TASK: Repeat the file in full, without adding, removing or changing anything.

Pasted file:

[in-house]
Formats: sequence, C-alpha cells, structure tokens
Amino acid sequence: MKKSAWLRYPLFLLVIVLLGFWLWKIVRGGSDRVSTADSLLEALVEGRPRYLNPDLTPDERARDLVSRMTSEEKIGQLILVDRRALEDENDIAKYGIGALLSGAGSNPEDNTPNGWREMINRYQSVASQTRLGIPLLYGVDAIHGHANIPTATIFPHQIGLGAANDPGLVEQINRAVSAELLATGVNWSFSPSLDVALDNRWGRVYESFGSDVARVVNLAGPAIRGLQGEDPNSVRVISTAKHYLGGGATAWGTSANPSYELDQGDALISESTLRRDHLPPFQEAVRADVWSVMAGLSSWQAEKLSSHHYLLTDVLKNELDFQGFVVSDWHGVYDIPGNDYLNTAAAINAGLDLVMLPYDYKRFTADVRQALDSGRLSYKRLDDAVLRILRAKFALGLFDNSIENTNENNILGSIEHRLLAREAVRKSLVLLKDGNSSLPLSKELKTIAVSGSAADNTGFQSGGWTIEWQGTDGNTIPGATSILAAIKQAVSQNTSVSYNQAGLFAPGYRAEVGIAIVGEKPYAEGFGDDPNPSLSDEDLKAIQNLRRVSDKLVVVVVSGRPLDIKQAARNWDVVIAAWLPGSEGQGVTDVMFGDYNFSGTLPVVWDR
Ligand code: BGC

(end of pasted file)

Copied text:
[in-house]
Formats: sequence, C-alpha cells, structure tokens
Amino acid sequence: MKKSAWLRYPLFLLVIVLLGFWLWKIVRGGSDRVSTADSLLEALVEGRPRYLNPDLTPDERARDLVSRMTSEEKIGQLILVDRRALEDENDIAKYGIGALLSGAGSNPEDNTPNGWREMINRYQSVASQTRLGIPLLYGVDAIHGHANIPTATIFPHQIGLGAANDPGLVEQINRAVSAELLATGVNWSFSPSLDVALDNRWGRVYESFGSDVARVVNLAGPAIRGLQGEDPNSVRVISTAKHYLGGGATAWGTSANPSYELDQGDALISESTLRRDHLPPFQEAVRADVWSVMAGLSSWQAEKLSSHHYLLTDVLKNELDFQGFVVSDWHGVYDIPGNDYLNTAAAINAGLDLVMLPYDYKRFTADVRQALDSGRLSYKRLDDAVLRILRAKFALGLFDNSIENTNENNILGSIEHRLLAREAVRKSLVLLKDGNSSLPLSKELKTIAVSGSAADNTGFQSGGWTIEWQGTDGNTIPGATSILAAIKQAVSQNTSVSYNQAGLFAPGYRAEVGIAIVGEKPYAEGFGDDPNPSLSDEDLKAIQNLRRVSDKLVVVVVSGRPLDIKQAARNWDVVIAAWLPGSEGQGVTDVMFGDYNFSGTLPVVWDR
Ligand code: BGC